Mental Health Post 6: Scraping the web for data
By Rachel Mah
The value of the information extracted during the process of Web Scraping is often more easily realised once the data is processed into a ‘clean’ and usable format.
Using the Twitter Archiver Google add-on, I conducted a web scraping with the objective of understanding the personal perspectives, experiences, thoughts and effects between mental health and the Australian community.
To narrow down the search, I limited the search rule to areas close to Sydney, New South Wales as well as the keyword ‘depressed’.
Image 1: My Twitter Search Rule
The search results returned 168 results onto the spreadsheet. As I read through the tweets, it became apparent that there were four main types of tweets that made up a majority of the list, with the remaining being irrelevant (things like song lyrics, TV shows or artwork).
To make the results clearer, I colour-coded the four main Tweet breakdown sections which included tweets that expressed feeling depressed (blue), stigmatising/negative tweets (red), personal methods of dealing with depression (pink) as well as tweets of support and advocacy towards mental health (green).
Image 2: Tweet Breakdown Legend
I scoured through the results, reading every single tweet carefully and classifying them into their respective colours which produced the following results (as seen in Image 3):
Image 3: Results Categorised
Image 4 & 5: Breakdown by timeline (left), Breakdown arranged by Tweet type (right)
To allow myself a better understanding of the collated results, I arranged them, first by timeline and then by category. It was clear that expression of being depressed by Twitter users (blue) made up the largest portion of tweets (approximately 55%), followed by Tweets advocating or supporting mental health (green), negative/stigmatising tweets (red), and lastly, tweets about methods of dealing with depression (pink).
Unsurprisingly, apart from the general results, there were many statements about depression being associated with ‘first world problems’ such as being depressed over material things and other wants (being very careful as to point out those that were dramaticised over those that were perhaps actual expressions of being upset or depressed).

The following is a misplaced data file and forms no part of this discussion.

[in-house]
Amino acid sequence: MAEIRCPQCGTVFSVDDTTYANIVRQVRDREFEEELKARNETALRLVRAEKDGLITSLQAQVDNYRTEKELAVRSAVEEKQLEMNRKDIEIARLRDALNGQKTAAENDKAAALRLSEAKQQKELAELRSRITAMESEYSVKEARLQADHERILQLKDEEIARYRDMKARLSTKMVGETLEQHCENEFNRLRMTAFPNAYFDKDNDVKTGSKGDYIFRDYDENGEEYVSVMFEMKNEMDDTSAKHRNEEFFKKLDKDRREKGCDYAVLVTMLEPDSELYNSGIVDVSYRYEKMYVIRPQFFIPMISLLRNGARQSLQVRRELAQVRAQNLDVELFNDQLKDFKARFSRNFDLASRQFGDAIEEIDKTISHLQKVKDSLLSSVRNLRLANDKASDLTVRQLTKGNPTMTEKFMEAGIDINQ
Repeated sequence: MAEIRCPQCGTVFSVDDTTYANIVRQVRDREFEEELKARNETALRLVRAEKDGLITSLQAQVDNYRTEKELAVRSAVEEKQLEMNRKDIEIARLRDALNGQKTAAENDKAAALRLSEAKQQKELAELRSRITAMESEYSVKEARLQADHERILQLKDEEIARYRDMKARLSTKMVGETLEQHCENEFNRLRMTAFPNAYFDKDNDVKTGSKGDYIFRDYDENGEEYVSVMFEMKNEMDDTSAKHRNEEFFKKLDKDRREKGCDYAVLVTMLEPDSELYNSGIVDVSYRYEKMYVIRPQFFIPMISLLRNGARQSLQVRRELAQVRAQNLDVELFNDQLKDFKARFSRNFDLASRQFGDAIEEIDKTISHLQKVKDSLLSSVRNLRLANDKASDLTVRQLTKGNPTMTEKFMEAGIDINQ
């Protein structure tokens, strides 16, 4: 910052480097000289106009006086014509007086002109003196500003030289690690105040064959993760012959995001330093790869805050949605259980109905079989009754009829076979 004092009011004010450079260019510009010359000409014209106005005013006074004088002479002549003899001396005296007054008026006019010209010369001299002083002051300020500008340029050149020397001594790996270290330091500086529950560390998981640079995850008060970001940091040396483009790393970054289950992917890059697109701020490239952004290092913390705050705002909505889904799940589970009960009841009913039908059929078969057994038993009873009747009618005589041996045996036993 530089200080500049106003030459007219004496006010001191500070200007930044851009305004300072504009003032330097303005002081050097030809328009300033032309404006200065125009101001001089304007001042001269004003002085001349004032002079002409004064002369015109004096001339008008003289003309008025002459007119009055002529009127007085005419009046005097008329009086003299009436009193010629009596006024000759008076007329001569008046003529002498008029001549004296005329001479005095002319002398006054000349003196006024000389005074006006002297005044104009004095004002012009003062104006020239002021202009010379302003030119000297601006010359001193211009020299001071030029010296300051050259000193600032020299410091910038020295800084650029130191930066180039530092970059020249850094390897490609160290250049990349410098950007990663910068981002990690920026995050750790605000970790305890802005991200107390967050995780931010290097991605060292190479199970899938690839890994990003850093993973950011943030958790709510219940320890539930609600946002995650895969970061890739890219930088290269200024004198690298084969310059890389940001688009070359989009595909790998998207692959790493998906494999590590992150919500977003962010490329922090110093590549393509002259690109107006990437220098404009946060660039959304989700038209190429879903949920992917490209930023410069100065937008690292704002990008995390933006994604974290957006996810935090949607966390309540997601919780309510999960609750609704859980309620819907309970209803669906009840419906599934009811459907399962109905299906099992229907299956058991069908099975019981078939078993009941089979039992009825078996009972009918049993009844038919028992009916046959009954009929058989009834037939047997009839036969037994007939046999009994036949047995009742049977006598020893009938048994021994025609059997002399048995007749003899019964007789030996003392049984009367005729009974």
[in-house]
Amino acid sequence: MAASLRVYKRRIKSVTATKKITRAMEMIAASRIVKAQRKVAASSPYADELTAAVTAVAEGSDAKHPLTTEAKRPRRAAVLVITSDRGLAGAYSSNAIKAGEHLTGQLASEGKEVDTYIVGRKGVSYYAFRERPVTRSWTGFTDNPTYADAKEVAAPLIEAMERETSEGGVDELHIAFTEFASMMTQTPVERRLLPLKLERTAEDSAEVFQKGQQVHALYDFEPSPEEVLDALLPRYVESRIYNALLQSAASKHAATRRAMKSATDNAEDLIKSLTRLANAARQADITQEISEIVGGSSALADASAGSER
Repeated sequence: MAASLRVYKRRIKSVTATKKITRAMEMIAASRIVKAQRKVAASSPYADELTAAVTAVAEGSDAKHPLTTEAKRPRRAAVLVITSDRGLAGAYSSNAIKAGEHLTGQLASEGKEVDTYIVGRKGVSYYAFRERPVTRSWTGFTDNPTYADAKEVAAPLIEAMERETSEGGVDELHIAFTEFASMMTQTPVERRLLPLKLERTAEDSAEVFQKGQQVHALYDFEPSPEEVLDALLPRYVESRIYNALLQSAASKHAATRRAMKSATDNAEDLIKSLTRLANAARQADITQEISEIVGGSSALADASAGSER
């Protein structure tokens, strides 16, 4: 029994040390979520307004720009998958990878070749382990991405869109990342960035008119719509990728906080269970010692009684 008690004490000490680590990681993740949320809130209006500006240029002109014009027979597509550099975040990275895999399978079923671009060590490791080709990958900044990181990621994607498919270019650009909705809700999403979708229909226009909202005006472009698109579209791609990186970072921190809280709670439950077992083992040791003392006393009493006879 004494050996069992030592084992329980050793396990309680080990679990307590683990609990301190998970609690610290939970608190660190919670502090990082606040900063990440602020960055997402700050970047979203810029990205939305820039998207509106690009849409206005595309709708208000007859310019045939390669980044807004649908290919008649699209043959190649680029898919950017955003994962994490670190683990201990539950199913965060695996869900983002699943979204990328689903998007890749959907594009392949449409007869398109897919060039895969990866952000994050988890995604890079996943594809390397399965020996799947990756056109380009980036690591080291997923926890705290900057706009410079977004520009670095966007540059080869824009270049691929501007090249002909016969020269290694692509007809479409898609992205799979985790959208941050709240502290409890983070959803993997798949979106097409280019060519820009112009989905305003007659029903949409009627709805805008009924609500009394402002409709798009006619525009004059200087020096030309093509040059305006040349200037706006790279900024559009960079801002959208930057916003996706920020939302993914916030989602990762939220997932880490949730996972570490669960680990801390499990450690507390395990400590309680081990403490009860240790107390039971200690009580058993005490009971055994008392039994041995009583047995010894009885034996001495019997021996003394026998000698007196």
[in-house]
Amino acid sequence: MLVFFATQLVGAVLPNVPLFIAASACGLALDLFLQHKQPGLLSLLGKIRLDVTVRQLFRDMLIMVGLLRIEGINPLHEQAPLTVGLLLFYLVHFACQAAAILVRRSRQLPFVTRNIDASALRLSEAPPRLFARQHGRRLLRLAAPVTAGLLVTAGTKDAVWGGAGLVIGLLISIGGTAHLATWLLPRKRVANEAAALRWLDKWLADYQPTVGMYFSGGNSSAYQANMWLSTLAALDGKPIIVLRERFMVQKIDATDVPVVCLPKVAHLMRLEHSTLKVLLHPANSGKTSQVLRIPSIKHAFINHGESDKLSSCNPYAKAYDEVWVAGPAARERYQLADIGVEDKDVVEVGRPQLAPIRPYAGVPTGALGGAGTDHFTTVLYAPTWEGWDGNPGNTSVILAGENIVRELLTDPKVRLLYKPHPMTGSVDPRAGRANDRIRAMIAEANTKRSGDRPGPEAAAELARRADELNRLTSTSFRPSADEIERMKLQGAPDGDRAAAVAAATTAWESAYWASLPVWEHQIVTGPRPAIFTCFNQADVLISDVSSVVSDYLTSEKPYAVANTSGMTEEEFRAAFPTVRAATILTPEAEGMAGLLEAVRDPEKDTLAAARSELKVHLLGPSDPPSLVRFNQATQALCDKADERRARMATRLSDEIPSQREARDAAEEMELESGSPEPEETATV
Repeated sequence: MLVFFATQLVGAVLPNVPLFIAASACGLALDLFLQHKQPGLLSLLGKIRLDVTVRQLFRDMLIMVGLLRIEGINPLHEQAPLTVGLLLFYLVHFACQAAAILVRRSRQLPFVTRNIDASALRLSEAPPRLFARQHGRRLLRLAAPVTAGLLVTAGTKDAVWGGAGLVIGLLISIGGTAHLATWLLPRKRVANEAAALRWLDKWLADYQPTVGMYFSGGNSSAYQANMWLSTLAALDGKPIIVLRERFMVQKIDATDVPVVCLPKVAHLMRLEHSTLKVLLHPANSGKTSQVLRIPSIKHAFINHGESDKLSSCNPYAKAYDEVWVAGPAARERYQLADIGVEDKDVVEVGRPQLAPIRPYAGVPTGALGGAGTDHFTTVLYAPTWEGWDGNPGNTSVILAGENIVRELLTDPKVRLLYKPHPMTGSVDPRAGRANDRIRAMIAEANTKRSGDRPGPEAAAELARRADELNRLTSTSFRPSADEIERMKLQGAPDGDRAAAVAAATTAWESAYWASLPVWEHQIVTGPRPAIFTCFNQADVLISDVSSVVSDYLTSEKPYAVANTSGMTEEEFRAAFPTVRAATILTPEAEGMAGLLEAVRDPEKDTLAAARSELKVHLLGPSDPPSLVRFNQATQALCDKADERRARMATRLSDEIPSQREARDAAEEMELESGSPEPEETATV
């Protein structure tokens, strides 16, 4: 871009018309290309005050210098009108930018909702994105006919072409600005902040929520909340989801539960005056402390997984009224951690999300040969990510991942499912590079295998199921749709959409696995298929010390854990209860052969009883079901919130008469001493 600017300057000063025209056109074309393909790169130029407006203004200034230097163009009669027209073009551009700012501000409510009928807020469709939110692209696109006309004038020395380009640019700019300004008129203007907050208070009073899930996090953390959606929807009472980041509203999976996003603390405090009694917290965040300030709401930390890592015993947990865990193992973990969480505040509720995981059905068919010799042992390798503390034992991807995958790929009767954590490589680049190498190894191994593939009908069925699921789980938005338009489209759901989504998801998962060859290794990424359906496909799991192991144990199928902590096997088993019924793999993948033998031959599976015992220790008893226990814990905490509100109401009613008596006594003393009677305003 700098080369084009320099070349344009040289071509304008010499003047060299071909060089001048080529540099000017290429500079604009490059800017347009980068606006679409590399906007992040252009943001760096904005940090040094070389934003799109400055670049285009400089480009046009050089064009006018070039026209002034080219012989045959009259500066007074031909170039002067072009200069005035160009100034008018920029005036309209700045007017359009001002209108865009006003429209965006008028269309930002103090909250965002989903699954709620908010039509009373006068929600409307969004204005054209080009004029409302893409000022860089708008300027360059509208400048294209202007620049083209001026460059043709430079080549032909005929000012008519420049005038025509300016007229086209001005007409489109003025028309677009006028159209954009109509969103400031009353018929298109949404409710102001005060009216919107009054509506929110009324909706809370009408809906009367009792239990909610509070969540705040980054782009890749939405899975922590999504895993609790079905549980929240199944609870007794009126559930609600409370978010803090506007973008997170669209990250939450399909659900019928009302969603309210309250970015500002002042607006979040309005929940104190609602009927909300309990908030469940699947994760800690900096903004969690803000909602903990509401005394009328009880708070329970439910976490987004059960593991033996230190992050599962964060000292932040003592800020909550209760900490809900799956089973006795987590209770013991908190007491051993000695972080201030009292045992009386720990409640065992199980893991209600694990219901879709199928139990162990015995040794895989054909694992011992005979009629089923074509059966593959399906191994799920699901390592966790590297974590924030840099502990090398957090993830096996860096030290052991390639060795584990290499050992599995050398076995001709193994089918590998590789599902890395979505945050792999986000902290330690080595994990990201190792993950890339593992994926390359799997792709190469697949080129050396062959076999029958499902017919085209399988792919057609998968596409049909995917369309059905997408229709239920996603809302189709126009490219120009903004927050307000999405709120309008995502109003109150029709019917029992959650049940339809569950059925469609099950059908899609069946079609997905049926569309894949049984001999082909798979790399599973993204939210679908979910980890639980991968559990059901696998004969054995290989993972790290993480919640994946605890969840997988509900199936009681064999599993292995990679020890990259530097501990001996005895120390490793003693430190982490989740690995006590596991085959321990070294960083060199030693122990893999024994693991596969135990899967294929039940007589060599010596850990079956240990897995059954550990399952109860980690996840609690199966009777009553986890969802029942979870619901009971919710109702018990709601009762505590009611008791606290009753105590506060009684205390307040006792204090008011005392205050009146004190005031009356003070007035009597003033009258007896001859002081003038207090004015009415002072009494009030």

Image 6: Honorable (and dishonorable) mentions
In conclusion, this web-scraping activity has brought to my attention that:
- Majority of the tweets that expressed depression focused on the lack of material things, or were a result of petty incidences like being upset over Survivor Australia, football, or celebrities. This may show the diminished emphasis of depression as a serious matter in today’s society as more people take the matter lightly.
- Those who tweeted about being depressed because of the reasons stated in the first point often had a large number of followers, ranging from several thousand to 30,000+ followers. I wondered if this could be an indication that our community has assimilated ‘depression’ as an everyday word to replace sadness based on what we learn from social media leaders as well as pop culture.
- There were more tweets of support or advocacy towards mental health than insensitive tweets. This shows a more sensitive side of our community towards the hardship of others in dealing with mental health issues.
- Twitter users can be extremely demeaning in their words, however these may not reflect upon their actual beliefs as internet trolls often say things they do not mean to trigger a response from others. However, internet bullying is a different issue altogether and has serious mental health consequences on those who are vulnerable.
- Tweets that talked about methods of dealing with depression was the smallest category. These users often pointed towards retail therapy, finance and music as the few things that helped to manage their depression.